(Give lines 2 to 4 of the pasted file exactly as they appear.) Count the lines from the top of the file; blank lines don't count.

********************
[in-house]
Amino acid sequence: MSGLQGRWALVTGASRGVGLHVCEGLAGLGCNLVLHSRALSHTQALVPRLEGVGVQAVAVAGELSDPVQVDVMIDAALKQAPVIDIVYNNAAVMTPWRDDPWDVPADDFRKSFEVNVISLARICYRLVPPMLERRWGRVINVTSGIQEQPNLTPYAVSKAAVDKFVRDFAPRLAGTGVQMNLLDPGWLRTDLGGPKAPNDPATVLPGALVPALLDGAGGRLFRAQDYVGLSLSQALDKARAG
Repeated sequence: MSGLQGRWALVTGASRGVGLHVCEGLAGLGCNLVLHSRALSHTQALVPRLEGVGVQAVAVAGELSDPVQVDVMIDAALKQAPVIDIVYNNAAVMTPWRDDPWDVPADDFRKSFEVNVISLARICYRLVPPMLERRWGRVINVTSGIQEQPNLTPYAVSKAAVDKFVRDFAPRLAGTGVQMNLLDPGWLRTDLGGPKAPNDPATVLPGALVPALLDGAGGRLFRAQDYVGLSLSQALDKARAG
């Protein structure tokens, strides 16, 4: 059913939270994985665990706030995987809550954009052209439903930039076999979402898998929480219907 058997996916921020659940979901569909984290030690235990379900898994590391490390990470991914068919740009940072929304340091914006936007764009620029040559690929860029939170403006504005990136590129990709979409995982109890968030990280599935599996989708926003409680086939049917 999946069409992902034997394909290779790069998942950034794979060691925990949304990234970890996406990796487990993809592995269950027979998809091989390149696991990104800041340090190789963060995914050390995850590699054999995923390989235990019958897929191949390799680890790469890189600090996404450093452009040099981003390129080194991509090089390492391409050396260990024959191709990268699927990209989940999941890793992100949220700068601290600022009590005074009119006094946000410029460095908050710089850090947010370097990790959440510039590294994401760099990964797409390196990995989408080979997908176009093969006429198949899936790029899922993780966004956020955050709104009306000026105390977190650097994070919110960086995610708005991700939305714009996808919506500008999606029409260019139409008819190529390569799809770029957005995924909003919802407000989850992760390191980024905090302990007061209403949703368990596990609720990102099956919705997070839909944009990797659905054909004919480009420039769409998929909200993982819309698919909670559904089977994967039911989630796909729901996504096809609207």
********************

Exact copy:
Amino acid sequence: MSGLQGRWALVTGASRGVGLHVCEGLAGLGCNLVLHSRALSHTQALVPRLEGVGVQAVAVAGELSDPVQVDVMIDAALKQAPVIDIVYNNAAVMTPWRDDPWDVPADDFRKSFEVNVISLARICYRLVPPMLERRWGRVINVTSGIQEQPNLTPYAVSKAAVDKFVRDFAPRLAGTGVQMNLLDPGWLRTDLGGPKAPNDPATVLPGALVPALLDGAGGRLFRAQDYVGLSLSQALDKARAG
Repeated sequence: MSGLQGRWALVTGASRGVGLHVCEGLAGLGCNLVLHSRALSHTQALVPRLEGVGVQAVAVAGELSDPVQVDVMIDAALKQAPVIDIVYNNAAVMTPWRDDPWDVPADDFRKSFEVNVISLARICYRLVPPMLERRWGRVINVTSGIQEQPNLTPYAVSKAAVDKFVRDFAPRLAGTGVQMNLLDPGWLRTDLGGPKAPNDPATVLPGALVPALLDGAGGRLFRAQDYVGLSLSQALDKARAG
């Protein structure tokens, strides 16, 4: 059913939270994985665990706030995987809550954009052209439903930039076999979402898998929480219907 058997996916921020659940979901569909984290030690235990379900898994590391490390990470991914068919740009940072929304340091914006936007764009620029040559690929860029939170403006504005990136590129990709979409995982109890968030990280599935599996989708926003409680086939049917 999946069409992902034997394909290779790069998942950034794979060691925990949304990234970890996406990796487990993809592995269950027979998809091989390149696991990104800041340090190789963060995914050390995850590699054999995923390989235990019958897929191949390799680890790469890189600090996404450093452009040099981003390129080194991509090089390492391409050396260990024959191709990268699927990209989940999941890793992100949220700068601290600022009590005074009119006094946000410029460095908050710089850090947010370097990790959440510039590294994401760099990964797409390196990995989408080979997908176009093969006429198949899936790029899922993780966004956020955050709104009306000026105390977190650097994070919110960086995610708005991700939305714009996808919506500008999606029409260019139409008819190529390569799809770029957005995924909003919802407000989850992760390191980024905090302990007061209403949703368990596990609720990102099956919705997070839909944009990797659905054909004919480009420039769409998929909200993982819309698919909670559904089977994967039911989630796909729901996504096809609207």